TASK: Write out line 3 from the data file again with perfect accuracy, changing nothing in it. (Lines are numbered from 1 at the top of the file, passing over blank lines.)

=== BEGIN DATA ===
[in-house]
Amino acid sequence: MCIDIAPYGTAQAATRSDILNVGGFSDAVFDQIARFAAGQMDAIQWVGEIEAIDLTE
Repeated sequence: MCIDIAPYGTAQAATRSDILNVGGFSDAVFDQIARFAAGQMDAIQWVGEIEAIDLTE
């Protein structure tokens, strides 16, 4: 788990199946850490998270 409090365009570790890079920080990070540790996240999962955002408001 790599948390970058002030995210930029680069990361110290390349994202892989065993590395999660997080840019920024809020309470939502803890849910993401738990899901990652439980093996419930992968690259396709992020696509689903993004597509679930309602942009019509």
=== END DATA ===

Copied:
Repeated sequence: MCIDIAPYGTAQAATRSDILNVGGFSDAVFDQIARFAAGQMDAIQWVGEIEAIDLTE